Headshot photo of Paul Kievit, Ph.D.

Paul Kievit, Ph.D.

  • Assistant Professor, Oregon National Primate Research Center


Childhood obesity rates are at their highest recorded level of 18.5%, putting approximately 14 million young children and adolescents at risk for poor health for the remainder of their life. Obesity not only impacts the quality of life, but also increases risk factors for life-threathening disease late life, including type 2 diabetes, cardiovascular disease and cancer. Understanding how maternal health and nutrition can impact development during all stages of early life can provide insights into the pathophysiology of childhood obesity.  It is our belief that studying these complicated, highly integrative pathways can result in discovering ways to improve the health of both mother and baby and interrupt this vicious cycle of obesity.

Dr. Kievit is an Assistant Professor in the Division of Cardiometabolic Health at ONPRC and his laboratory has several areas of interest with an overall focus on the impact of obesity and energy homeostasis on human health, as well as understanding how particular therapies can intervene. A diverse and highly motivated team investigates areas such as:

- The impact of maternal obesity on the developing metabolic systems. These studies focus on changes within the central nervous system neurocircuitry and correlated changes in the periphery such as pancreas function, inflammation and gastrointestinal pathways.  We utilize a large variety of models and techniques in an attempt to study the full spectrum of the disease. This includes the use of both rodent and nonhuman primate models and techniques investigating whole body physiology (energy expenditure, food intake behavior) as well as changes at the organ level (immunohistochemistry, in-situ/RNAscope) and molecular/cellular level (electrophysiology, RNA-seq, islet ex-vivo perifusion analysis).

- Progression of metabolic syndrome on animals exposed to a western style diet. For these studies, we utilize both rodent and nonhuman primate models to study the development of insulin resistance, hypertension, fatty liver disease and atherosclerosis. We have used both models to investigate both surgical and pharmaceutical interventions as a therapeutic for obesity, again investigating effects of these treatments on whole body physiology as well as targeting molecular pathways affected by these treatments.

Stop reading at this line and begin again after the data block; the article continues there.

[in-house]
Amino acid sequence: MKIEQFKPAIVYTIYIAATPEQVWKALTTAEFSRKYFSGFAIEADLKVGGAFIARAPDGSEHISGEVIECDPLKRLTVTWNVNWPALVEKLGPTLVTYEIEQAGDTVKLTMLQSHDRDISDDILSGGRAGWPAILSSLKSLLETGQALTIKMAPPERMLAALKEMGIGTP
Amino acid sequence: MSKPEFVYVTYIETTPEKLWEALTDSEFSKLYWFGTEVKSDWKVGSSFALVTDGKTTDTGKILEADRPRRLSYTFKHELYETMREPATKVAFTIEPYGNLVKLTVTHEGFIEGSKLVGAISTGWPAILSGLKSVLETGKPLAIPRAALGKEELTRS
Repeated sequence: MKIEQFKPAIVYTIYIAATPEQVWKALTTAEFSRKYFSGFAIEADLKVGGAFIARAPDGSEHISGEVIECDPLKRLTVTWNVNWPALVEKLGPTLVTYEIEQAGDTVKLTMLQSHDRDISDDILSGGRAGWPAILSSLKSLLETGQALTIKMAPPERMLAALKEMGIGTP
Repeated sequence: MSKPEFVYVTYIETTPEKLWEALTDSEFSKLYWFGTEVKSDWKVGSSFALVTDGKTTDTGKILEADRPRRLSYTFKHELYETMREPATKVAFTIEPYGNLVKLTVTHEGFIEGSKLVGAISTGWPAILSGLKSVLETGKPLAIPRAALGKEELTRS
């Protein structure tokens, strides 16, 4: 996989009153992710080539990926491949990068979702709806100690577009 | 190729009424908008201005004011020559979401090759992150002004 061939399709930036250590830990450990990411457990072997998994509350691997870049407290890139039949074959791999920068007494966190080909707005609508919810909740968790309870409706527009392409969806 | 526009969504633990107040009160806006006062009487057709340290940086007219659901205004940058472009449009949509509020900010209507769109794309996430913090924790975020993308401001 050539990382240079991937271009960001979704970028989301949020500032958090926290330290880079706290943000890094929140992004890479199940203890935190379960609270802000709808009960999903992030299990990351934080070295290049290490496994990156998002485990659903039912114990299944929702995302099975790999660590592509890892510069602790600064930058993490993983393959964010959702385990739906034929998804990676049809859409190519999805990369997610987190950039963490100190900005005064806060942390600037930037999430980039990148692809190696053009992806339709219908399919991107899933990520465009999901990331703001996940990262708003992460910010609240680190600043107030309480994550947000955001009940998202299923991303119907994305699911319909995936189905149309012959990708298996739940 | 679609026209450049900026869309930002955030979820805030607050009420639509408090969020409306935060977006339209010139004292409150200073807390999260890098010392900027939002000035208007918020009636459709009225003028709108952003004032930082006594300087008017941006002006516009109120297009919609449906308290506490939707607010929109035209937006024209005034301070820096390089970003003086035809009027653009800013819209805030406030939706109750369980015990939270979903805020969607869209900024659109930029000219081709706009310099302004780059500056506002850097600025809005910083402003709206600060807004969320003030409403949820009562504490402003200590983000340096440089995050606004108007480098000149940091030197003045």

Dr. Paul Kievit received his Msc in Toxicology from Leiden University in Leiden, his Ph.D. in Cell and Developmental Biology from Oregon Health and Science University (OHSU) and received postdoctoral training at Beth Israel Deaconess Medical Center/Harvard Medical School and OHSU.


Selected publications

  • Rangwala SM, D'Aquino K, Zhang YM, Bader L, Edwards W, Zheng S, Eckardt A, Lacombe A, Pick R, Moreno V, Kang L, Jian W, Arnoult E, Case M, Jenkinson C, Chi E, Swanson RV, Kievit P, Grove K, Macielag M, Erion MD, SinhaRoy R, Leonard JN. A Long-Acting PYY3-36 Analog Mediates Robust Anorectic Efficacy with Minimal Emesis in Nonhuman Primates. Cell Metab. 2019 Feb 11 
  • Andersen B, Straarup EM, Heppner KM, Takahashi DL, Raffaele V, Dissen GA, Lewandowski K, Bödvarsdottir TB, Raun K, Grove KL, Kievit P. FGF21 decreases body weight without reducing food intake or bone mineral density in high-fat fed obese rhesus macaque monkeys.Int J Obes (Lond). 2018 Jun;42(6):1151-1160
  • True C, Arik A, Lindsley S, Kirigiti M, Sullivan E, Kievit P. Early High-Fat Diet Exposure Causes Dysregulation of the Orexin and Dopamine Neuronal Populations in Nonhuman Primates. Front Endocrinol (Lausanne). 2018 Sep 10;9:508
  • True C, Dean T, Takahashi D, Sullivan E, Kievit P. Maternal High-Fat Diet Effects on Adaptations to Metabolic Challenges in Male and Female Juvenile Nonhuman Primates. Obesity (Silver Spring). 2018 Sep;26(9):1430-1438
  • Kievit, P; Halem, H; Marks, DL; Dong, JZ; Glavas, MM; Sinnayah, P; Pranger, L; Cowley, MA; Grove, KL; Culler, MD. 2013. Chronic treatment with a melanocortin 4 receptor agonist causes weight loss, reduces insulin resistance, and improves cardiovascular function in diet-induced obese rhesus macaques*. Diabetes. 62: 490-7. *Highlighted in Nature Reviews


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